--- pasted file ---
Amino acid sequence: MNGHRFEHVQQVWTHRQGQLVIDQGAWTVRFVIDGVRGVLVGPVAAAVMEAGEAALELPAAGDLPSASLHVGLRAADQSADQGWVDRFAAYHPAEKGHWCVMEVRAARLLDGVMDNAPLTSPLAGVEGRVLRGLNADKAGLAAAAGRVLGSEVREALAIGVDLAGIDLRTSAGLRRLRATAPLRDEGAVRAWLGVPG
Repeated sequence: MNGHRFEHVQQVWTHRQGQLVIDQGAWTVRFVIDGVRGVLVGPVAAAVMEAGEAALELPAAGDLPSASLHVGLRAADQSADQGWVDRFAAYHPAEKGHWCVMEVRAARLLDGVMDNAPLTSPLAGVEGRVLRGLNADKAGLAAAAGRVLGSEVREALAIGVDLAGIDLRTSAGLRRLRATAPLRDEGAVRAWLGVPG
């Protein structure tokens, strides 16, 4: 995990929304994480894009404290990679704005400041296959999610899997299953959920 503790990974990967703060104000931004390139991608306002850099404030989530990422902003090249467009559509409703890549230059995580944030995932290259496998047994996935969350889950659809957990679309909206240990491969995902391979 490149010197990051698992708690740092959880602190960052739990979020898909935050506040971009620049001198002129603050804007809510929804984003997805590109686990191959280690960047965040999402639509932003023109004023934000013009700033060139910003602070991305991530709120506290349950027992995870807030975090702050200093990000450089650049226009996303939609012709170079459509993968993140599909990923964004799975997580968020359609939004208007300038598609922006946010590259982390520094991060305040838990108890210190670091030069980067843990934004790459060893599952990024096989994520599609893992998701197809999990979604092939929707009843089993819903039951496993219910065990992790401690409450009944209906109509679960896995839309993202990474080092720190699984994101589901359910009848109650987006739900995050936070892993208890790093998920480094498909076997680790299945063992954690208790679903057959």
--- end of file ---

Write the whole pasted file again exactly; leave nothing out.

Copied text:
Amino acid sequence: MNGHRFEHVQQVWTHRQGQLVIDQGAWTVRFVIDGVRGVLVGPVAAAVMEAGEAALELPAAGDLPSASLHVGLRAADQSADQGWVDRFAAYHPAEKGHWCVMEVRAARLLDGVMDNAPLTSPLAGVEGRVLRGLNADKAGLAAAAGRVLGSEVREALAIGVDLAGIDLRTSAGLRRLRATAPLRDEGAVRAWLGVPG
Repeated sequence: MNGHRFEHVQQVWTHRQGQLVIDQGAWTVRFVIDGVRGVLVGPVAAAVMEAGEAALELPAAGDLPSASLHVGLRAADQSADQGWVDRFAAYHPAEKGHWCVMEVRAARLLDGVMDNAPLTSPLAGVEGRVLRGLNADKAGLAAAAGRVLGSEVREALAIGVDLAGIDLRTSAGLRRLRATAPLRDEGAVRAWLGVPG
């Protein structure tokens, strides 16, 4: 995990929304994480894009404290990679704005400041296959999610899997299953959920 503790990974990967703060104000931004390139991608306002850099404030989530990422902003090249467009559509409703890549230059995580944030995932290259496998047994996935969350889950659809957990679309909206240990491969995902391979 490149010197990051698992708690740092959880602190960052739990979020898909935050506040971009620049001198002129603050804007809510929804984003997805590109686990191959280690960047965040999402639509932003023109004023934000013009700033060139910003602070991305991530709120506290349950027992995870807030975090702050200093990000450089650049226009996303939609012709170079459509993968993140599909990923964004799975997580968020359609939004208007300038598609922006946010590259982390520094991060305040838990108890210190670091030069980067843990934004790459060893599952990024096989994520599609893992998701197809999990979604092939929707009843089993819903039951496993219910065990992790401690409450009944209906109509679960896995839309993202990474080092720190699984994101589901359910009848109650987006739900995050936070892993208890790093998920480094498909076997680790299945063992954690208790679903057959």